Re: Should I be forced to celebrate Thanksgiving with a gay "married" couple?
My sister-in-law invited her gay brother and his "husband," who are "married" -- as defined by our judicial system here in Massachusetts. There will be about twelve adults and ten children attending, children ages 13-19. I have a big problem with this being forced on me and am not going to be with my family this Thanksgiving. I feel that it is thrust upon me and confusing the children about what we believe as Catholics. I'd like to do the charitable route and go, but I feel I must stand up for what we believe and be a witness of our faith to both the adults and the kids. What do you think?
Michelle Arnold's Response:
Before I get to the point at which I basically agree with you, which I plan to do, let's first look at this from your sister-in-law's point of view.
Thanksgiving is a family holiday, one at which your sister-in-law evidently has taken responsibility to host for her husband's family -- a family that, by your estimation, will include over twenty people. Is it surprising that your sister-in-law would like to include her family in this celebration by inviting her own brother to the event? If she is not Catholic, or is not convinced of the Catholic position on homosexuality, she may even consider it rude not to invite her brother and his "husband." (Of course, it may be that your sister-in-law invited her brother and his "spouse" to someone else's home for Thanksgiving. In that case, take up the matter with whoever is hosting the event.)
My point is that someone is going to a lot of trouble to host over twenty people for Thanksgiving dinner this year, and either chose to include or chose to allow someone else to invite a family member and his "significant other." For another guest to make a fuss that two men are being welcomed over to someone else's home for one of the biggest family holidays of the year is going to appear to them to be churlish.
Now, back to your point of view. I completely sympathize with your discomfort over the idea of seeing teens given an example of "gay married life" over their turkey and cornbread, especially if the men are not willing to behave for the sake of the children as if they are merely platonic friends. By attending such an event, and appearing to sanction such a relationship, you could indeed be contributing to the corruption of the morals of children. In that light, attending such an event is hardly "charitable." I also completely sympathize with your outrage at feeling that you are not able to spend Thanksgiving with your family because one family member did not feel the need to consult with other adults in the family about the appropriateness of including this couple at a family event at which children would be in attendance. But, just because you are correct, does not mean that you need to contribute to the family drama by making a show of your disapproval.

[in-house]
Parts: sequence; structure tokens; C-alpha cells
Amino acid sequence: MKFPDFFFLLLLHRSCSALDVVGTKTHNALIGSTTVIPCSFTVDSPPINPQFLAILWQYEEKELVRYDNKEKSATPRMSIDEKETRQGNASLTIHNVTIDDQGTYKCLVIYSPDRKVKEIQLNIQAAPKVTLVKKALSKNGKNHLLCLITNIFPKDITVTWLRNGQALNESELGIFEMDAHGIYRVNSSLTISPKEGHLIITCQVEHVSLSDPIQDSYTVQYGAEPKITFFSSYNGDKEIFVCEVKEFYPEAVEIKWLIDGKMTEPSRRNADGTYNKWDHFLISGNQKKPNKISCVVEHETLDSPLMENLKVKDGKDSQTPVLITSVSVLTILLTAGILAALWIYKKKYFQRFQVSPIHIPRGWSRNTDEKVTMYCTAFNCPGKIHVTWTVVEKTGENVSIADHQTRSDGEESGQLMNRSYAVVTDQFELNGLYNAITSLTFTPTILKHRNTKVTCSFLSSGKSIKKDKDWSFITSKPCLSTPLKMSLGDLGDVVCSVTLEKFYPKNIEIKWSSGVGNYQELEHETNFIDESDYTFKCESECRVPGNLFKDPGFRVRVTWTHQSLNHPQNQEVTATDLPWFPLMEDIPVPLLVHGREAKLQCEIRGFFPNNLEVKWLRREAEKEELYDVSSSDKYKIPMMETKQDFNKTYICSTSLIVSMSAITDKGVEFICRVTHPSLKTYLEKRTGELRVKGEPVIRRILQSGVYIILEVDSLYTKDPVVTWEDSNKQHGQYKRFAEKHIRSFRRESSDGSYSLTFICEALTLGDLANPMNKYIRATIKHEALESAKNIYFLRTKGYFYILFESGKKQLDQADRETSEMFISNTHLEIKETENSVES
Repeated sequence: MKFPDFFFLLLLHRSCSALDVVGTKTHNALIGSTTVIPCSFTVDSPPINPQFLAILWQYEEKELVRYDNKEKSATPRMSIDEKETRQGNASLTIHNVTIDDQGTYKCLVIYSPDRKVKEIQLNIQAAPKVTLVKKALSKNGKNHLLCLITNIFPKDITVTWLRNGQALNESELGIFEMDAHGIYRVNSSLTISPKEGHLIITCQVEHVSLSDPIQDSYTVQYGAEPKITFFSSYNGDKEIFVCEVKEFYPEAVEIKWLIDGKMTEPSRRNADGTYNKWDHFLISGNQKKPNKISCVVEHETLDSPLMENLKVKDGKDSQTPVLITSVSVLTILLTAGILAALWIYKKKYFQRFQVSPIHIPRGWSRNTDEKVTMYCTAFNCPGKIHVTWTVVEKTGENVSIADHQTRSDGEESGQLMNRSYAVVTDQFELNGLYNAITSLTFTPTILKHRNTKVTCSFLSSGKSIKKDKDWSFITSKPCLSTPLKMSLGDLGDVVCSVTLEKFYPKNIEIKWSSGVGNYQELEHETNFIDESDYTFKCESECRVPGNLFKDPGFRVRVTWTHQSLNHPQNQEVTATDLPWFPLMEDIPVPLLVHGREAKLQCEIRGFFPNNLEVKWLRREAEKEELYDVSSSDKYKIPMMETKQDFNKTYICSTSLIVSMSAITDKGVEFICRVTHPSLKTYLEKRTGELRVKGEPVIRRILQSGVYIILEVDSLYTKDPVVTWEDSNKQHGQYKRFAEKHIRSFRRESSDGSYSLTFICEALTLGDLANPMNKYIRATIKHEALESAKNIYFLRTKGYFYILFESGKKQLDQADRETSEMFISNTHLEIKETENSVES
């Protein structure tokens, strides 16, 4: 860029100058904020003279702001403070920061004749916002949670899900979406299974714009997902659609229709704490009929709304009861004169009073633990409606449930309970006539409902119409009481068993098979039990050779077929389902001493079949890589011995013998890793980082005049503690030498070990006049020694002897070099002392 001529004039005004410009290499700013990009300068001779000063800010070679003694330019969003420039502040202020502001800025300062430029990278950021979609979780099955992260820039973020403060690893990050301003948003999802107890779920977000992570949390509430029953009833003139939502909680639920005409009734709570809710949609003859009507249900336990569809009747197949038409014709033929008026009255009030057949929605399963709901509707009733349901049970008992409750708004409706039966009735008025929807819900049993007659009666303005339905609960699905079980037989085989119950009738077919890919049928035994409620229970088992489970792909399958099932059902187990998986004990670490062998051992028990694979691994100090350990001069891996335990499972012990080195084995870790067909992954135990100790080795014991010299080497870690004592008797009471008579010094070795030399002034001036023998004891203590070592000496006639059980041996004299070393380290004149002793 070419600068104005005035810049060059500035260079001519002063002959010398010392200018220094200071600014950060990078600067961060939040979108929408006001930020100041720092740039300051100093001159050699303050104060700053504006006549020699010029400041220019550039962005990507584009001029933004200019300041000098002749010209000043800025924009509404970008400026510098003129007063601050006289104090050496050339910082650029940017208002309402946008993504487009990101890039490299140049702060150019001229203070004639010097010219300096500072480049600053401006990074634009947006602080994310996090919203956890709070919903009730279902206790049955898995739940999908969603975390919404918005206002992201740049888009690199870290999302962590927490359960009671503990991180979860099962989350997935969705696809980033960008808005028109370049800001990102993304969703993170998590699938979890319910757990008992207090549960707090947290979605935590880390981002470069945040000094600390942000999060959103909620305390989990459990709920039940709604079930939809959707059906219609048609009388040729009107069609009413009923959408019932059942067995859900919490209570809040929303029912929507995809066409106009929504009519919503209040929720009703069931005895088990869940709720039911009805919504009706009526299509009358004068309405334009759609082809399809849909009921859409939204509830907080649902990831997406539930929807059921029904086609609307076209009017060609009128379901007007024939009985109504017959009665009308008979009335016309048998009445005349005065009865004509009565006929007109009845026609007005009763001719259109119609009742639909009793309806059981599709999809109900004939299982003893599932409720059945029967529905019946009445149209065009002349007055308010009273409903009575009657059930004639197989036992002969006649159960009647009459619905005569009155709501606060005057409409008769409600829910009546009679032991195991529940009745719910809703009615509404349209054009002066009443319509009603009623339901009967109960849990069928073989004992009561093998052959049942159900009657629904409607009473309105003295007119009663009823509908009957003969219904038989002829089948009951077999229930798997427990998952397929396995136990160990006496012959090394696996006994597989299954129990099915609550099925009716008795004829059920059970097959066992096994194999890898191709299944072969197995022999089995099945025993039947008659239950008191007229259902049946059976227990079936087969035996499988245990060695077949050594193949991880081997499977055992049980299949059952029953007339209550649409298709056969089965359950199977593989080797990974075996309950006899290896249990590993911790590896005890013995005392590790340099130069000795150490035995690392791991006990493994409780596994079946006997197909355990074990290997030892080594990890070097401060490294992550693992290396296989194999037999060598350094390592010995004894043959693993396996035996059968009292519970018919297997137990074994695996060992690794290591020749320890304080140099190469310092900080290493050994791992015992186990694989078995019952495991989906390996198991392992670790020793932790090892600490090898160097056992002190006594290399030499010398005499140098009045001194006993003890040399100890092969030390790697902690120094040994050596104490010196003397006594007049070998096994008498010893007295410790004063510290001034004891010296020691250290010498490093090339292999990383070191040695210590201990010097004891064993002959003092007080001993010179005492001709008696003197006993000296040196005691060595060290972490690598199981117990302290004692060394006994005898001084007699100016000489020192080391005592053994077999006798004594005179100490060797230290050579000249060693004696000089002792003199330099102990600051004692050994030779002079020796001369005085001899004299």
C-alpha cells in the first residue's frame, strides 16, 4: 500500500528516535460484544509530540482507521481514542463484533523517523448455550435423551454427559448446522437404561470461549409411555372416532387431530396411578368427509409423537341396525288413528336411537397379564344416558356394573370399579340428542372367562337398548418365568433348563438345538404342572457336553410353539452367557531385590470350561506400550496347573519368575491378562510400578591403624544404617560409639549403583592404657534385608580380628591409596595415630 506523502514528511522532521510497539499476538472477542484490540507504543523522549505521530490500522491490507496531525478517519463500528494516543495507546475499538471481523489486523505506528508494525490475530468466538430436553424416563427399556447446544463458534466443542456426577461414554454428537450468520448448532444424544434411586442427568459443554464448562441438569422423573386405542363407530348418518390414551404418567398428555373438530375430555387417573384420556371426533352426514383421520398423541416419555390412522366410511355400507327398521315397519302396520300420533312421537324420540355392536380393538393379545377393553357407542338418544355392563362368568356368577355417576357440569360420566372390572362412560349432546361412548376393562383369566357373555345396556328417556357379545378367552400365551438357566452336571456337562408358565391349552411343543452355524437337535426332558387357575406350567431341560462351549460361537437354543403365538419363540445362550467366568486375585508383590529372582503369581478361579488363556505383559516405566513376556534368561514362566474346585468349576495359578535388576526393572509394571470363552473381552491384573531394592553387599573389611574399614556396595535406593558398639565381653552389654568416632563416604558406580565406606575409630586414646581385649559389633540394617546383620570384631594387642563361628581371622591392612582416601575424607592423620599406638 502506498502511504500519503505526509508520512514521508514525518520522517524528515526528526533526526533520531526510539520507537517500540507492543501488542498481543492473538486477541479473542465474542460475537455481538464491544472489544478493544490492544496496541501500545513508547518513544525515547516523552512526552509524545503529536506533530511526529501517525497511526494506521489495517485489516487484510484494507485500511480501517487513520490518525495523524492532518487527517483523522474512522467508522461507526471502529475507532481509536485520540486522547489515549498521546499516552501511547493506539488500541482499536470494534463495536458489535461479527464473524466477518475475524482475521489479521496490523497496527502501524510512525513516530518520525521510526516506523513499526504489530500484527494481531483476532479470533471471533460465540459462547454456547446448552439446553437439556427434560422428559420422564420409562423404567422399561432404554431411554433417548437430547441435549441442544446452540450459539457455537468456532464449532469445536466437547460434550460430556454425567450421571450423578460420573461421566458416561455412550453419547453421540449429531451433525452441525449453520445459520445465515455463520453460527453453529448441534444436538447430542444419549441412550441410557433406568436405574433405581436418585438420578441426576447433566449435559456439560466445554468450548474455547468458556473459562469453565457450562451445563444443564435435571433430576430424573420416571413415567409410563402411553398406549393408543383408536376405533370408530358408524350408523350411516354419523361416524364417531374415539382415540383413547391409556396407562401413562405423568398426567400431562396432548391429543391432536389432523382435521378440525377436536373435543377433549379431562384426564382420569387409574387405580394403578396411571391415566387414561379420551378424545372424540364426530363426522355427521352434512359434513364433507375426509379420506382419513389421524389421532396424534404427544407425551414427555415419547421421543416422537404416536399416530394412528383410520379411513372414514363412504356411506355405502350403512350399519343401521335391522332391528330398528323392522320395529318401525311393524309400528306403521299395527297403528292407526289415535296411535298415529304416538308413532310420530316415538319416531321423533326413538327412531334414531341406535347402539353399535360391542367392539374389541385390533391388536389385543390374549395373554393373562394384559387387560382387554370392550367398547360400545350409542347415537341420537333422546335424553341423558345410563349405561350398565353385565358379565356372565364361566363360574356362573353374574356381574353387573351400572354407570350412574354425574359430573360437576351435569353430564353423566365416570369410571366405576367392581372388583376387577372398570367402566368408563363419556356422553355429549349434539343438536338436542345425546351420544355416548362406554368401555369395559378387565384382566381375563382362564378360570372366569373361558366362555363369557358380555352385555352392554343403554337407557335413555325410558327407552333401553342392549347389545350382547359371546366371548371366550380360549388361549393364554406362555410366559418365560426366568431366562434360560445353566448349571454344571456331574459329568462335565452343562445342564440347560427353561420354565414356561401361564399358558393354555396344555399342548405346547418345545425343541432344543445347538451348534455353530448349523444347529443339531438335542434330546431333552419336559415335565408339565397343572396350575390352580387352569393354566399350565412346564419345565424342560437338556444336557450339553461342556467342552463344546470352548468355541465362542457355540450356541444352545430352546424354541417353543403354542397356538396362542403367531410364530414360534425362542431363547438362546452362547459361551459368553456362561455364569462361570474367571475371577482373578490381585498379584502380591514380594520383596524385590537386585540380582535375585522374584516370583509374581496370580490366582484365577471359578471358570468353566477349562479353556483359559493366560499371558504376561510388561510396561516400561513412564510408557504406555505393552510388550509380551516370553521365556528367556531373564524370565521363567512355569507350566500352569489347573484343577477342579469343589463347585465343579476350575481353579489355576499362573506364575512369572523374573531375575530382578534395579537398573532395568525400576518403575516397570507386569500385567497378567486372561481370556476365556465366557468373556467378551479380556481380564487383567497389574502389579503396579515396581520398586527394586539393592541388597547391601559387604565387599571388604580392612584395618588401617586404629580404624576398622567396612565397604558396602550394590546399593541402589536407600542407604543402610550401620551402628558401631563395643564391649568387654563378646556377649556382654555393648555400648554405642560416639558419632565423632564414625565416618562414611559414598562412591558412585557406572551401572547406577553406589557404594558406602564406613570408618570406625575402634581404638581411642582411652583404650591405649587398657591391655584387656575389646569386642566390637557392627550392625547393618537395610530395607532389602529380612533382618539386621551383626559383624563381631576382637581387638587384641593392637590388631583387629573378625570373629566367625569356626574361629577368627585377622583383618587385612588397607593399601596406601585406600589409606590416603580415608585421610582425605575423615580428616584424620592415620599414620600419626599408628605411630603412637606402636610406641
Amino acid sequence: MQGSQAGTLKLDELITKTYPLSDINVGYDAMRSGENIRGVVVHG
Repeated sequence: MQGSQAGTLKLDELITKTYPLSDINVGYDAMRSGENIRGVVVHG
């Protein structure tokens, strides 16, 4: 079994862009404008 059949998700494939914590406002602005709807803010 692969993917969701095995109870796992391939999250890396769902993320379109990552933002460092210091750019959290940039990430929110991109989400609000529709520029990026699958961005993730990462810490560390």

Here's one possible plan of action:
* Call the host with your regrets. * Simply say that "something has come up" that prevents you from attending. (This is true.) * Do not allow yourself to be pressed into explaining what came up. (This will make it all the more obvious what the problem was without you appearing to be a "spoilsport.") Just keep reiterating how sorry you are that you're unable to attend. * Arrange your own Thanksgiving celebration this year. * As early as possible for next year, perhaps over Christmas this year, let your family know that you would like to host the family Thanksgiving next year. * If your sister-in-law asks if her brother and his "spouse" can come to your home for Thanksgiving, regretfully explain that you already have a "full house." * Then allow her to decide where she and her immediate family will spend Thanksgiving.
I've attempted to stir up some controversy over this in the forums but I'd also like to post a response here.
This is a category of question that I've seen a lot of times, and it basically rests on the assumption that if we agree to do everyday normal things in the presence of people who are in gay relationships, that we are somehow sanctioning their relationships. The corollary is the belief that by refusing to participate, we send a clear message about the morality of same-sex relationships and we witness to the truth about homosexuality.
When we refuse to get involved in the lives of LGBTQ people, we do send a very clear message, but the message has nothing to do with the truth. We send the message that we are bigoted homophobes who think that gays are icky. We send the message that Catholics don't want anything to do with those nasty fags, and that we're afraid that our children will catch homosexuality like a disease if they're brought into even the most casual contact with gay couples. We send a message that we really care a lot about hating the sin, but that we're not even willing to eat at the same table as the sinner.